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Emerald Museum & Nobelius Heritage Park

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Unfortunately, World War I saw the loss of many of Gembrook Nurseries' overseas markets, a loss from which the business never recovered.

In 1921 Carl Nobelius died and his properties were divided up and sold to two wealthy syndicates. In 1924 one of Nobelius’ sons, Arch Nobelius bought back 36 hectares (90 acres) of this land, and he, along with his brother Cliff, (who bought a share of the business in 1928), continued on with the business their father had established under the name ‘C.A. Nobelius & Sons’.

The Nobelius family continued working in the nursery business, until 1955 when they sold the business to Stan and Les Linton of Clayton. Whilst the sale of the business saw the end of the Nobelius family’s involvement with the nursery, the business continued to trade under the name ‘Nobelius & Sons Nursery’.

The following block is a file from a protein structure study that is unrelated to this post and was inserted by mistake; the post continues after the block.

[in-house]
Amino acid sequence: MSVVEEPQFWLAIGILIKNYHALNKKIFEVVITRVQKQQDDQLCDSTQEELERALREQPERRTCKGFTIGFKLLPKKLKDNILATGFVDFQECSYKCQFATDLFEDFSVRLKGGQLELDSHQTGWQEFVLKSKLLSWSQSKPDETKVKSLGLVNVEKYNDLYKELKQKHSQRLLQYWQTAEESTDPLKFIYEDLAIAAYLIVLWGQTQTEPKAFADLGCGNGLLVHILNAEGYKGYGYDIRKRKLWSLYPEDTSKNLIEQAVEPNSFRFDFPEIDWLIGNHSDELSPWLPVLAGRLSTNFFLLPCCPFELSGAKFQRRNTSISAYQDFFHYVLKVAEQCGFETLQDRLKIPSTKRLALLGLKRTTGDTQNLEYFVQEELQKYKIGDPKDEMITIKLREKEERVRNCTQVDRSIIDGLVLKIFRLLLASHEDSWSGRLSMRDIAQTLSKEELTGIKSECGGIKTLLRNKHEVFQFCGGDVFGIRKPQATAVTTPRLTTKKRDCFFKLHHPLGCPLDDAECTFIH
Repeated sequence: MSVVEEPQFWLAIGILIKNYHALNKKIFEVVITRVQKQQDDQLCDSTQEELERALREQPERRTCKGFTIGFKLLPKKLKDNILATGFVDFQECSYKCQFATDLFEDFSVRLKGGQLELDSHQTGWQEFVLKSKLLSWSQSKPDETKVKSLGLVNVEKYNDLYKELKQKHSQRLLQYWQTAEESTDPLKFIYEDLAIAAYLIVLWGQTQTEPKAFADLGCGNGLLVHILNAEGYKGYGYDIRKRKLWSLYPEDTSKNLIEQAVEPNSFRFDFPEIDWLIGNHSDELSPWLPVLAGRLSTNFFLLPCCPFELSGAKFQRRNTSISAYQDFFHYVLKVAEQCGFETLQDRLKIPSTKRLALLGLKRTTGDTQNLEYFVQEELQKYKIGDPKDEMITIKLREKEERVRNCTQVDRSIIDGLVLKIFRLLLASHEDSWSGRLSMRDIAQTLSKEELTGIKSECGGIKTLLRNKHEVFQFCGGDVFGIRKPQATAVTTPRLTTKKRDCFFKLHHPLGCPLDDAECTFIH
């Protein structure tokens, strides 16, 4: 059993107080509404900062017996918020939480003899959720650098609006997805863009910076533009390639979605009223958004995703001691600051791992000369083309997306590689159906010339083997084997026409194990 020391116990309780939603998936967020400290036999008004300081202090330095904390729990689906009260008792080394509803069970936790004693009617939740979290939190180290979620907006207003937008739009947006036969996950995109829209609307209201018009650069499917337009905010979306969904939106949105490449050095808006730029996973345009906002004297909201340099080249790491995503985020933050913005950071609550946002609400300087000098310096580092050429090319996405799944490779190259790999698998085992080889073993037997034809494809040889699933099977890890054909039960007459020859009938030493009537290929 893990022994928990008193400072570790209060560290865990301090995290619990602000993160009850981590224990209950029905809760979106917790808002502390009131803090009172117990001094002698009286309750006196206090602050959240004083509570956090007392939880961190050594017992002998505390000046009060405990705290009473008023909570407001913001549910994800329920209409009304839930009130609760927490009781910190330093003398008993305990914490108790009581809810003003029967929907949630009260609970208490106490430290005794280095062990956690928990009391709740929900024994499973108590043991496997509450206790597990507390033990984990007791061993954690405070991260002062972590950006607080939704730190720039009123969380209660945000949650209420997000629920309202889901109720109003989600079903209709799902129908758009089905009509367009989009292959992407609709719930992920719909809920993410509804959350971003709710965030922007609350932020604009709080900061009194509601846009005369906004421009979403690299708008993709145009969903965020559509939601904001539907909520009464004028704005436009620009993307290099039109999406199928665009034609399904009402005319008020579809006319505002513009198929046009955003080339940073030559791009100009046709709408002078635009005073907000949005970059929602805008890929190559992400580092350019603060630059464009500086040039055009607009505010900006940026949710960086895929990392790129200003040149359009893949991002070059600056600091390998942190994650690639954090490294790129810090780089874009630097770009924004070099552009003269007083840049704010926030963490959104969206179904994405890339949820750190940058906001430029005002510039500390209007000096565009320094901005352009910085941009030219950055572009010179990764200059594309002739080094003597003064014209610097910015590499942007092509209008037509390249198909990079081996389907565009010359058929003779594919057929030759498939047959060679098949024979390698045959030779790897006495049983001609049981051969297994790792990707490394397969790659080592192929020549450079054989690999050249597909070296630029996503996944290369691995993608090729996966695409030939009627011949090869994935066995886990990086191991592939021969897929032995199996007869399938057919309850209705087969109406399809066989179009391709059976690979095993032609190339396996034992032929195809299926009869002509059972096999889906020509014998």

Nobelius Nursery after its sale to LintonsA point worth noting here, is at the time of the sale of the nursery, the only remaining freehold land on which the nursery operated was the four and half hectares that the current Nobelius Heritage Park occupies.

The Linton's subsequently sold the nursery to Ern Smith in 1967. This business operated as a ‘retail’ nursery, and likes its predecessor, sort to capitalise on the Nobelius name by trading as ‘Din San’s Nobelius Nurseries, Emerald’. However, eventually the nursery fell into neglect and was finally closed in 1981.

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